The COVID-19 pandemic as a traumatic event and the associated psychological impact on families – A systematic review

Background: The COVID-19 pandemic and its accompanying containment measures can be conceptualized as traumatic events. This review systematically investigates trauma-related symptoms in the course of the COVID-19 pandemic and the association of the pandemic and its containment measures with trauma-related disorders or symptoms.



Methods: The EBSCO (MEDLINE, PsycINFO, PsycARTICLES, PSYNDEX), Cochrane Library, and Web of Science databases were searched in June 2021. The Quality Assessment Tool for Quantitative Studies (EPHPP-QAT) was applied. Studies conceptualizing the COVID-19 pandemic as a traumatic event and assessing typically developing children and adolescents (under 18 years), and/or caregivers (at least 18 years) were included.



Results and limitations: 22 primary studies including 27,322 participants were evaluated. Only three primary studies executed a statistical comparison with pre-pandemic or retrospective data, showing a negative impact of the COVID-19 pandemic and its associated measures on children's and caregiver's internalizing symptoms and hyperactivity. In the majority of the remaining studies, prevalence rates of various trauma sequelae in children, adolescents, and caregivers were reported to be descriptively higher in the context of the COVID-19 pandemic when compared to other pre-pandemic studies. However, due to numerous methodological differences between these studies the statement that the pandemic is associated with higher prevalence rates of trauma-associated symptoms cannot be validly answered at this point.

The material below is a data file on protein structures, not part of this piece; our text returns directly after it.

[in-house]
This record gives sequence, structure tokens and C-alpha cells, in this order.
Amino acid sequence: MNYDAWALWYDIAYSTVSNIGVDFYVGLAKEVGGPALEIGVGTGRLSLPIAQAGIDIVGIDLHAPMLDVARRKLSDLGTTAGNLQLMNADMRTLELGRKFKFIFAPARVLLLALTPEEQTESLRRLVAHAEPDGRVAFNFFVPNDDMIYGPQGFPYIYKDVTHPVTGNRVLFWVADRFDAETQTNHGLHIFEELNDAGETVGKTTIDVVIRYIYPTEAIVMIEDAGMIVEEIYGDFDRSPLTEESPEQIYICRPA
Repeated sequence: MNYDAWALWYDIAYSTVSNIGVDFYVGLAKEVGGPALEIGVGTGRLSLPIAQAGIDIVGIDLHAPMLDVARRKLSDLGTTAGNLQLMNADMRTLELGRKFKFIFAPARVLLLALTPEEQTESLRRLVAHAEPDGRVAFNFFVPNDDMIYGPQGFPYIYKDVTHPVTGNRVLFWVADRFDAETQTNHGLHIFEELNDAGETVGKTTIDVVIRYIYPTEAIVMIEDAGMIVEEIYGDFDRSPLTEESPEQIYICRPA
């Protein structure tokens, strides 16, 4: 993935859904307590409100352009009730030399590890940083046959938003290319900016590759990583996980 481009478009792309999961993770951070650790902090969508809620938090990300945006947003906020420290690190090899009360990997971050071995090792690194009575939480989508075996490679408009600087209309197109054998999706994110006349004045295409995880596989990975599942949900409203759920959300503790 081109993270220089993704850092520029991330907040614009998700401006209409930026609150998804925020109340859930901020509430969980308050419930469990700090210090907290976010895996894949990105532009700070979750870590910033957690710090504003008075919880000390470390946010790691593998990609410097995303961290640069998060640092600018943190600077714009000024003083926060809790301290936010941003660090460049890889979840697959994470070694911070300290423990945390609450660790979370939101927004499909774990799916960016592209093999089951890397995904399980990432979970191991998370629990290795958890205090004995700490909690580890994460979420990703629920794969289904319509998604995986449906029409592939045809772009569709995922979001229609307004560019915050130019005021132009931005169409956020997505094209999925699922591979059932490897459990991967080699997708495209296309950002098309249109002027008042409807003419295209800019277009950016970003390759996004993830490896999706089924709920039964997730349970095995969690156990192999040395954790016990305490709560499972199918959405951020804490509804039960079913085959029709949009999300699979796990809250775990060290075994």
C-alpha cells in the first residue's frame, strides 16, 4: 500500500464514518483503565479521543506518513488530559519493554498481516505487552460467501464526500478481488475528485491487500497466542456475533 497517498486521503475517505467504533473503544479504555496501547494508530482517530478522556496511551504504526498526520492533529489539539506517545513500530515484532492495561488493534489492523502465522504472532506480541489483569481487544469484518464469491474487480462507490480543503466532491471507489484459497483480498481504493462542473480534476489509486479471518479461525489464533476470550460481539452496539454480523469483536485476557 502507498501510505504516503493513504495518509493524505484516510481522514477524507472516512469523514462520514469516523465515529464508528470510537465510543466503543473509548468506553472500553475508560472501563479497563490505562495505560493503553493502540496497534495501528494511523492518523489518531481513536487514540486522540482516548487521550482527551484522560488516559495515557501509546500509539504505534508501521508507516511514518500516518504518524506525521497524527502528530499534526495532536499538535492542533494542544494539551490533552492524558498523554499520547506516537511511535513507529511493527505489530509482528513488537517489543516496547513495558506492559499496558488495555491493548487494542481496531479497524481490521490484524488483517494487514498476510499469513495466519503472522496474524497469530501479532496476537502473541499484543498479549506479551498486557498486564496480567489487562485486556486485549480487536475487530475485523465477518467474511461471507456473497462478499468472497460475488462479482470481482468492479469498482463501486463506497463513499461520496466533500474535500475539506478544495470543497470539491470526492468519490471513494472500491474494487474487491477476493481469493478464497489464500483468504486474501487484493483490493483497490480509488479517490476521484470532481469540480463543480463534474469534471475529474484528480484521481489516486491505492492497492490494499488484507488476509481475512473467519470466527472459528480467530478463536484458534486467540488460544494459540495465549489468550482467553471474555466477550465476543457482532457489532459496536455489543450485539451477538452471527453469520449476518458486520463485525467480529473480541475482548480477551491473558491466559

Conclusion: Due to some methodological shortcomings of the primary studies, our results might be cautiously interpreted as a first indicator of an association between the COVID-19 pandemic and trauma sequelae.




•  COVID-19 pandemic and containment measures as traumatic events for families?

•  22 primary studies with 27,322 participants were evaluated in this systematic review

•  Mostly descriptively higher prevalence rates of various trauma-associated symptoms in children, adolescents, and caregivers

•  3 studies found higher prevalences of internalizing problems and hyperactivity by statistically comparing with pre-pandemic or retrospective data

•  The methodology of most primary studies is of weak quality; hence our results should be interpreted cautiously


Lea Teresa Kaubisch, Corinna Reck, Alexandra von Tettenborn, Christian Franz Josef Woll | 2022
In: journal of Affective Disorders ; ISSN: 0165-0327 | 319 | 27-39
Adolescents, Anxiety Symptoms, Caregivers, Children, COVID-19 (en), Family Members, Posttraumatic Stress Disorder, Psychological distress, Psychosocial impact, Psychotrauma, PTSD (en), Systematic Review, Traumatic events